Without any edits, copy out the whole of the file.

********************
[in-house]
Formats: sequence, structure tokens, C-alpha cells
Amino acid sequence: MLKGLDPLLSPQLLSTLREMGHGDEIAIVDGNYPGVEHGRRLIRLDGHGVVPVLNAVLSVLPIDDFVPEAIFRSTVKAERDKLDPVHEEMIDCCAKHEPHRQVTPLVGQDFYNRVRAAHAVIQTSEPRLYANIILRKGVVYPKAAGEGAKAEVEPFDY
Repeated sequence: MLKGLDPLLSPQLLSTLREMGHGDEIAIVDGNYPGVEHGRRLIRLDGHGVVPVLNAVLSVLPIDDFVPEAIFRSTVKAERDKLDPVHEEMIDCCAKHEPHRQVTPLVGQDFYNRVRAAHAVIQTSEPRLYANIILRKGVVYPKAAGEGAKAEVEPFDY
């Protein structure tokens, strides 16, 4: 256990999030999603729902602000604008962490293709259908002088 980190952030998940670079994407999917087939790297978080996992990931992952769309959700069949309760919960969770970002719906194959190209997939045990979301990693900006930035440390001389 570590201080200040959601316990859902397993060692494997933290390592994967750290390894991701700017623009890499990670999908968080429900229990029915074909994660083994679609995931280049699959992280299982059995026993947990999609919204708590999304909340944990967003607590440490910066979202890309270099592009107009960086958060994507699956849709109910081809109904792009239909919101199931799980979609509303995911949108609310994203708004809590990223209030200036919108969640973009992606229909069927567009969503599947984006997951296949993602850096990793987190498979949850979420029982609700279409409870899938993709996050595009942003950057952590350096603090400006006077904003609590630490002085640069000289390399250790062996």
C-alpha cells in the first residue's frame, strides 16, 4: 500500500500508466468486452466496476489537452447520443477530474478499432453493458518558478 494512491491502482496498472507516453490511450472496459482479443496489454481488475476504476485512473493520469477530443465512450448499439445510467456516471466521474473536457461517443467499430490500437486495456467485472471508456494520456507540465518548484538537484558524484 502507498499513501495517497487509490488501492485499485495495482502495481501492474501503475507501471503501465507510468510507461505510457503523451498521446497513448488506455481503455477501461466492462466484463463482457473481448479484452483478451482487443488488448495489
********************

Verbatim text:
[in-house]
Formats: sequence, structure tokens, C-alpha cells
Amino acid sequence: MLKGLDPLLSPQLLSTLREMGHGDEIAIVDGNYPGVEHGRRLIRLDGHGVVPVLNAVLSVLPIDDFVPEAIFRSTVKAERDKLDPVHEEMIDCCAKHEPHRQVTPLVGQDFYNRVRAAHAVIQTSEPRLYANIILRKGVVYPKAAGEGAKAEVEPFDY
Repeated sequence: MLKGLDPLLSPQLLSTLREMGHGDEIAIVDGNYPGVEHGRRLIRLDGHGVVPVLNAVLSVLPIDDFVPEAIFRSTVKAERDKLDPVHEEMIDCCAKHEPHRQVTPLVGQDFYNRVRAAHAVIQTSEPRLYANIILRKGVVYPKAAGEGAKAEVEPFDY
């Protein structure tokens, strides 16, 4: 256990999030999603729902602000604008962490293709259908002088 980190952030998940670079994407999917087939790297978080996992990931992952769309959700069949309760919960969770970002719906194959190209997939045990979301990693900006930035440390001389 570590201080200040959601316990859902397993060692494997933290390592994967750290390894991701700017623009890499990670999908968080429900229990029915074909994660083994679609995931280049699959992280299982059995026993947990999609919204708590999304909340944990967003607590440490910066979202890309270099592009107009960086958060994507699956849709109910081809109904792009239909919101199931799980979609509303995911949108609310994203708004809590990223209030200036919108969640973009992606229909069927567009969503599947984006997951296949993602850096990793987190498979949850979420029982609700279409409870899938993709996050595009942003950057952590350096603090400006006077904003609590630490002085640069000289390399250790062996």
C-alpha cells in the first residue's frame, strides 16, 4: 500500500500508466468486452466496476489537452447520443477530474478499432453493458518558478 494512491491502482496498472507516453490511450472496459482479443496489454481488475476504476485512473493520469477530443465512450448499439445510467456516471466521474473536457461517443467499430490500437486495456467485472471508456494520456507540465518548484538537484558524484 502507498499513501495517497487509490488501492485499485495495482502495481501492474501503475507501471503501465507510468510507461505510457503523451498521446497513448488506455481503455477501461466492462466484463463482457473481448479484452483478451482487443488488448495489